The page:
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Intersectionality Unveiled: Good Hunting



The seventeen-minute-long episode of Love, Death & Robots “Good Hunting” allows us to examine the dynamics of cultural identity, race, and the reclamation of agency in an alternative history of a colonized China amid technological advancement. The dynamics of power and privilege and the racialization of indigenous people in the episode help us understand the broader implications of colonialism in terms of representation and stereotyping.

The influence of the Western colonizers in China is seen through the rapid technological advancements of the city which has resulted in the dominance of industrialization and the displacement of traditional folklore and magical creatures with magic draining from the world. This shows how indigenous folk had been separated from their culture because the motive of this technological development was never to benefit the local places that were being exploited rather it was for the benefit of the colonizers. This ended with the marginalization of the local people and separation from their own cultural identities.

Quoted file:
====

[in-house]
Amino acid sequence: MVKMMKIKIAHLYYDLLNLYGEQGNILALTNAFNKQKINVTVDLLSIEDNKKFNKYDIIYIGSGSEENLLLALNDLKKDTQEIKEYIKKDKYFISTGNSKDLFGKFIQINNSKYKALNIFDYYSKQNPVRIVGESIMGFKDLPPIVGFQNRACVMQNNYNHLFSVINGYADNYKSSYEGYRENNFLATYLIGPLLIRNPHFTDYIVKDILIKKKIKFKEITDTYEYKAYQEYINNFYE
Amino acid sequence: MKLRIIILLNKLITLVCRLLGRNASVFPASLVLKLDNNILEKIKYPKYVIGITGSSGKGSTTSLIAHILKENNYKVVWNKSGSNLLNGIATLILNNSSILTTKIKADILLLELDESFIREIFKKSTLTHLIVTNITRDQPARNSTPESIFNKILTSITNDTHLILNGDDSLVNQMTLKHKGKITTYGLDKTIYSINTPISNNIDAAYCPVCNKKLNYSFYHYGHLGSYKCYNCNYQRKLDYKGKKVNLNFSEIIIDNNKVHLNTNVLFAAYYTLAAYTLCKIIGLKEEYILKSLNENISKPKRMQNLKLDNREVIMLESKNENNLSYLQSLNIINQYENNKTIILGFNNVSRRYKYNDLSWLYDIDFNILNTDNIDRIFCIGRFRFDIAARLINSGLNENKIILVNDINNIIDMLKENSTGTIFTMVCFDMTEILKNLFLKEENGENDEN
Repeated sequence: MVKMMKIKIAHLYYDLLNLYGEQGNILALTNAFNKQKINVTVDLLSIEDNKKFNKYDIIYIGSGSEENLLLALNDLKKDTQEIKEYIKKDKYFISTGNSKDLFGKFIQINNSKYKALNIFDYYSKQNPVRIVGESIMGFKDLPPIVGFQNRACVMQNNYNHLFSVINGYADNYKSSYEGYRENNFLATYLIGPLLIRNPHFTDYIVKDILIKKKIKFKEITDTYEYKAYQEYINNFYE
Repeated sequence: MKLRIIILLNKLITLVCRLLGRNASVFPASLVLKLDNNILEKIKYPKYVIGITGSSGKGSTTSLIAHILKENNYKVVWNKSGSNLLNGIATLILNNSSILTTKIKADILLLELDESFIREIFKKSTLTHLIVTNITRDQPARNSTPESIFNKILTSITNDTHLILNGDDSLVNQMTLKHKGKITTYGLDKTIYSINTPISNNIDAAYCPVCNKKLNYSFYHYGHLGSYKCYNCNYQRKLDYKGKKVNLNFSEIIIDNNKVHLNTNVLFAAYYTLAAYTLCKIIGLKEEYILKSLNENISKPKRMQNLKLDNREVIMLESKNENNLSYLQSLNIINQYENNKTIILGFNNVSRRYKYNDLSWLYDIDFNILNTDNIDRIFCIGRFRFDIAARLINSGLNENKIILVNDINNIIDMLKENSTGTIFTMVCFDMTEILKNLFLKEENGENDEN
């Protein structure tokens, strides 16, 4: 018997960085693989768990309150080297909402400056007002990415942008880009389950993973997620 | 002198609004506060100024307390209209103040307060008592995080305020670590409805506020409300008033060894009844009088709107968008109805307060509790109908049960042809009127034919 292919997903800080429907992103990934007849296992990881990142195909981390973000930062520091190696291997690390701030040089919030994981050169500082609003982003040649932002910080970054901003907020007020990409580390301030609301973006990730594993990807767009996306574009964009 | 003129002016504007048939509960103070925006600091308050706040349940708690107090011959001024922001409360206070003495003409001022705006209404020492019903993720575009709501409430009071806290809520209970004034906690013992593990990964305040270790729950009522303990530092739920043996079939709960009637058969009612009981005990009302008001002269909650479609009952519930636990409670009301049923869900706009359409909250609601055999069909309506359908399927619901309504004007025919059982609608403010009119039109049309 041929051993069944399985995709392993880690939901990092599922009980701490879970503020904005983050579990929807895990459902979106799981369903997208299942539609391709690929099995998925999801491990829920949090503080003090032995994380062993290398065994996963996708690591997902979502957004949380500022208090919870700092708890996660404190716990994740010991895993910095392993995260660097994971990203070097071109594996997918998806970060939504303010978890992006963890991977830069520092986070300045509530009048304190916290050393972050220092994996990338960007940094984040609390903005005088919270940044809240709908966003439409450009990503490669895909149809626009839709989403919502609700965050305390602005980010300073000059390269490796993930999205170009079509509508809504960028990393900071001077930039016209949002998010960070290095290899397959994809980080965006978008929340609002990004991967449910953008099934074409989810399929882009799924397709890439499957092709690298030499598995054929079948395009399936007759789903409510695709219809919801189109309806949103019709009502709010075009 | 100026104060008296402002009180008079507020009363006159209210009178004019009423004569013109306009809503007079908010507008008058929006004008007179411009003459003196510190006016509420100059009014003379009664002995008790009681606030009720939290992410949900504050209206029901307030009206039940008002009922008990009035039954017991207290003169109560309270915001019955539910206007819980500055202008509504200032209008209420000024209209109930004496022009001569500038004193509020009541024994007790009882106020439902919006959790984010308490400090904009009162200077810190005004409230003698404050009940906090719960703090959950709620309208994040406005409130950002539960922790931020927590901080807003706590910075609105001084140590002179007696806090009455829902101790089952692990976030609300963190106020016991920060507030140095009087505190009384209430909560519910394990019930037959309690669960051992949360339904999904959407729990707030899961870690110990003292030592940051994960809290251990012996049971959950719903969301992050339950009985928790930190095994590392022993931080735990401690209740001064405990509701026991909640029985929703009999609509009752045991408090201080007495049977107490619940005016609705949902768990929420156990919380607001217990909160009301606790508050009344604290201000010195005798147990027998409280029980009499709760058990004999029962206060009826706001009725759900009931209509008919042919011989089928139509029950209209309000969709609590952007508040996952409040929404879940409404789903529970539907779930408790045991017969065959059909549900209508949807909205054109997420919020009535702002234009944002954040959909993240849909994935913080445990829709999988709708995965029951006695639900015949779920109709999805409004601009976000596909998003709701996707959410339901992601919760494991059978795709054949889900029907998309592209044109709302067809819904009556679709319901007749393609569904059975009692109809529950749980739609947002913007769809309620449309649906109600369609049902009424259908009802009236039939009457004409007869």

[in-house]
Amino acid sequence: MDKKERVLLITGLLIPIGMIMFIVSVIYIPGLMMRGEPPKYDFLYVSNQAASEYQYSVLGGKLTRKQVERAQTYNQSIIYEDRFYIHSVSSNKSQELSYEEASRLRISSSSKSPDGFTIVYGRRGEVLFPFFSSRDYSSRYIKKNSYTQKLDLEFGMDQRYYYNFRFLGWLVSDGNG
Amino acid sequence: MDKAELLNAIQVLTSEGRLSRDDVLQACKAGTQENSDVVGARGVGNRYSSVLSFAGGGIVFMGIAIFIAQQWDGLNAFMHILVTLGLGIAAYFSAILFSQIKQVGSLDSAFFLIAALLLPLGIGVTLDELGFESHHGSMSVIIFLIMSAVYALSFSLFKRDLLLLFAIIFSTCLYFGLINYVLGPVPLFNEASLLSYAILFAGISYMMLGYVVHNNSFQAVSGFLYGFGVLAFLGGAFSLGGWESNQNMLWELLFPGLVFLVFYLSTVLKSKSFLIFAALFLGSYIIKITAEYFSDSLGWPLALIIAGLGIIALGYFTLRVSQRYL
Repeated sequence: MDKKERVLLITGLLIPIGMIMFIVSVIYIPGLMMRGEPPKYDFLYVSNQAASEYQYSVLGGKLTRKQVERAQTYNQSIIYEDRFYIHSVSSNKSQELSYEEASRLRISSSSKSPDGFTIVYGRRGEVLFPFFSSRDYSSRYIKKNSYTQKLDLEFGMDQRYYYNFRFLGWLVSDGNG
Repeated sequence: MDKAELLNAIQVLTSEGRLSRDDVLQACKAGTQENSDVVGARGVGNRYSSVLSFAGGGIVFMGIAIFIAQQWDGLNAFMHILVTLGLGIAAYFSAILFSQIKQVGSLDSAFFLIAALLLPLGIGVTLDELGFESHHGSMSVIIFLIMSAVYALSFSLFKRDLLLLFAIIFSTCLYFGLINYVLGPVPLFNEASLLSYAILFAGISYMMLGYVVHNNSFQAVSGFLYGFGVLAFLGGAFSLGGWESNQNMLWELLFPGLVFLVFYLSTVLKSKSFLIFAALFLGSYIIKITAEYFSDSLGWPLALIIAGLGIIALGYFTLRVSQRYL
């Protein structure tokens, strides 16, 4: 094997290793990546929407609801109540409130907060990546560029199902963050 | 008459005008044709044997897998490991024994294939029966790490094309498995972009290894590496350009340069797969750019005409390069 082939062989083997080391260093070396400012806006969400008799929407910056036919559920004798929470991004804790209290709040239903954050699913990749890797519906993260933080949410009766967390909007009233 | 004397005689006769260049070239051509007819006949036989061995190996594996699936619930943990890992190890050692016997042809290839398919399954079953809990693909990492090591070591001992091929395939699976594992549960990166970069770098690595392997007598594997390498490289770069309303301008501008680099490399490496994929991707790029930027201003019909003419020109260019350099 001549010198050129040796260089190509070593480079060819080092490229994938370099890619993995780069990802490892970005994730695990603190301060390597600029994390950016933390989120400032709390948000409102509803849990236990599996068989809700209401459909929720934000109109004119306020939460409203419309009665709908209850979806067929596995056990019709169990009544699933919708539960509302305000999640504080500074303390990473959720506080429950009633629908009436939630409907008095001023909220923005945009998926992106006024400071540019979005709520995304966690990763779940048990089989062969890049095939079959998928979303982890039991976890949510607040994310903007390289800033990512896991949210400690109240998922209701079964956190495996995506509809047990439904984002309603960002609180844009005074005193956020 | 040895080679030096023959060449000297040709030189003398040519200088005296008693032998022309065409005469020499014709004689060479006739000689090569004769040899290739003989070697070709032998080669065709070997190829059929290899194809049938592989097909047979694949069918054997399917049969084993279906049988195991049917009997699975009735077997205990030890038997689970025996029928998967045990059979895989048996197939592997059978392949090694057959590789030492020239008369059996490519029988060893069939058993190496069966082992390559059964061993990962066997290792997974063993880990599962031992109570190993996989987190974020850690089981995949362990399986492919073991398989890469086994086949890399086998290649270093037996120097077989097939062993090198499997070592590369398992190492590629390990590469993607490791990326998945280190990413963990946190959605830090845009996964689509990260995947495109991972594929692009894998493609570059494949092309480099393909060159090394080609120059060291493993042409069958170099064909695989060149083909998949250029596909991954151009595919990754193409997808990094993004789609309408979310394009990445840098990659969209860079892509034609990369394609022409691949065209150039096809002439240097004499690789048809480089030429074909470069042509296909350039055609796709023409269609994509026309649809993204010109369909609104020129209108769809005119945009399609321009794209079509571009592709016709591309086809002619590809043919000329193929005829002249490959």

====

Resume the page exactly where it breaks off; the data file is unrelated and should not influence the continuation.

Yan, the Huli jing is a supernatural being from Chinese Folklore, is presented as an exotic and seductive figure from the eyes of the colonizers which serves as symbolism for how Asian woman have been racialized and sexualized by making them appear as alien and other worldly. The power dynamics between the colonizer and the colonized are visible in the British’s disregard for the cultural beliefs and practices of the Chines which reflect the racial hierarchies and power imbalances between the two.

However, through Yan the episode achieves its aim of portraying elements of resistance and reclamation of agency. After being a victim to the marginalization of her racial group and gender, she stops suppressing her cultural identity and uses it to get revenge for all the wrongs done to her. The episode acknowledges the struggles faced by people of minority groups but also reminds us of the importance of embracing our cultural identities by challenging oppressive systems.



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